Regency England Offers Romance Novel with Christian Values

Reader Views interviews Linore Rose Burkard, author of “Before the Season Ends.”

Today Reader Views has the pleasure of interviewing Linore Rose Burkard, author of a Regency England Christian romance novel, “Before the Season Ends.” Welcome Linore.

Irene: What inspired you to write “Before the Season Ends”?

Linore: I wanted to read a Regency romance that was Inspirational. Period. I waited for years for someone else to write it, and then I realized that if it was ever going to happen, it was going to be my job! So I did it. I combined the Regency, which I love, with an Inspirational message. I wanted to show the experience of faith for the adventure that it is. Fun and faith are not contradictory terms!

In addition, as a fan of Georgette Heyer, I wanted to see more books like hers; in the sense of moving away from the formulaic plots that have gotten all too common in the genre. As terrible as this sounds, I thought I could bring more “reality” into both the characters and the setting, than what you often get in a lot of the mass paperbacks that are out there. I’m not saying that what’s out there is bad, just that I wanted to be different.

Irene: What do you mean by “formulaic plots”?

Linore: I mean the type of plot where you know what you’re getting by the time you finish chapter one. Perhaps some people like that; I prefer more of a set-up, where the characters get to be real people and they do things in character– not just to drive the plot.

Irene: This book is considered “Christian Fiction.” What is the difference between Christian fiction and other fiction?

Linore: Christian fiction begins with a Christian world view. Not every character has to share that world view, and usually many don’t; but the author has to have it, and it has to come through.

Irene: “Before the Season Ends” is Regency romance. Please explain to the reading audience what that means.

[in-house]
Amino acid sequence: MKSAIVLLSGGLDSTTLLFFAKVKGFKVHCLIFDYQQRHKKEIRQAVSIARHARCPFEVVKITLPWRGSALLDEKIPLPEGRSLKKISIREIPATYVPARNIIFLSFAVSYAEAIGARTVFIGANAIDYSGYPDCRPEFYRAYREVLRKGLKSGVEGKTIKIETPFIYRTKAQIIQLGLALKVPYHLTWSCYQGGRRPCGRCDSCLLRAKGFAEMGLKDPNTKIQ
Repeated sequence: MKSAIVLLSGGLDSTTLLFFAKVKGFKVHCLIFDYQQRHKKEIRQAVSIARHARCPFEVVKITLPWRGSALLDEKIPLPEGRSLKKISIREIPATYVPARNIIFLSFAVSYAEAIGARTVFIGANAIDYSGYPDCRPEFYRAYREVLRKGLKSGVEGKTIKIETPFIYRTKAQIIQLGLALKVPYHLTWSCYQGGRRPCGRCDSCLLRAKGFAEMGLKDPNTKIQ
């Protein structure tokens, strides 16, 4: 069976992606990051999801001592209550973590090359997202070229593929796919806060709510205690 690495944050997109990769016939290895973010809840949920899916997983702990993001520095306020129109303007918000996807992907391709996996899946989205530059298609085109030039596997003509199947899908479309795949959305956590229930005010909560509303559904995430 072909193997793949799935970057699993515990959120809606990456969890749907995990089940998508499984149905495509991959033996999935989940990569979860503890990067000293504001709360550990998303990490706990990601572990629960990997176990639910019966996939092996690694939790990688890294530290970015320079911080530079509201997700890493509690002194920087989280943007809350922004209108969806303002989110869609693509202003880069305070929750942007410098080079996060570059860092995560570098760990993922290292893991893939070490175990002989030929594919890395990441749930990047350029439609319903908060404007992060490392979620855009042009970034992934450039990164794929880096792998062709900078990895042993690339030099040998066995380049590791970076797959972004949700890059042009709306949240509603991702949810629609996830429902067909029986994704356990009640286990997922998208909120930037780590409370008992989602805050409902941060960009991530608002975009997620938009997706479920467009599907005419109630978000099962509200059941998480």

Linore: The Regency in England (1811-1820, politically), was the period when the prince of Wales became regent in place of his father, George III (who was believed to be insane. He wasn’t, but that’s for a different interview!) Jane Austen and Lord Byron are Regency figures; Beau Brummell, Princess Caroline; Napoleon and Wellington; lots of great historical characters! Austen, in my opinion, started the genre with her novels, and Georgette Heyer developed it further and popularized it, perhaps even defined it.

So, as well as being set in that time period, a Regency has many earmarks that are unique to the genre and which must be evident in the story, such as a lot of the language and places that are used. In general, though, a reader can expect that a Regency will be fun, and clean, as far as the romance goes. Regencies are known for being fun, even to the point of wacky fun, and yet still romantic and memorable.

Irene: Why do you believe Regency romance novels are so popular?

Linore: People know they are not picking up “War and Peace” when they go to read one. The Regency, as I said, is enormous fun; the hypocrisy of the social order and its values is just a springboard for all kinds of settings and situations that romance writers can use in really enjoyable ways to create good stories. At the same time, there’s a great deal of improbability in many Regencies which is (in my opinion) a problem of the publishing houses. Editors want to see a handful of formula plots and that’s it. So the Regency genre as a whole has suffered. But they’re still popular because the era is incredibly interesting, the romance is cleaner (which reminds me, too many modern editors don’t realize that we readers LIKE to use our imaginations, thank you). And the stories center mostly around the upper classes, people who get to live the way we all WISH we could. So that is fun, too.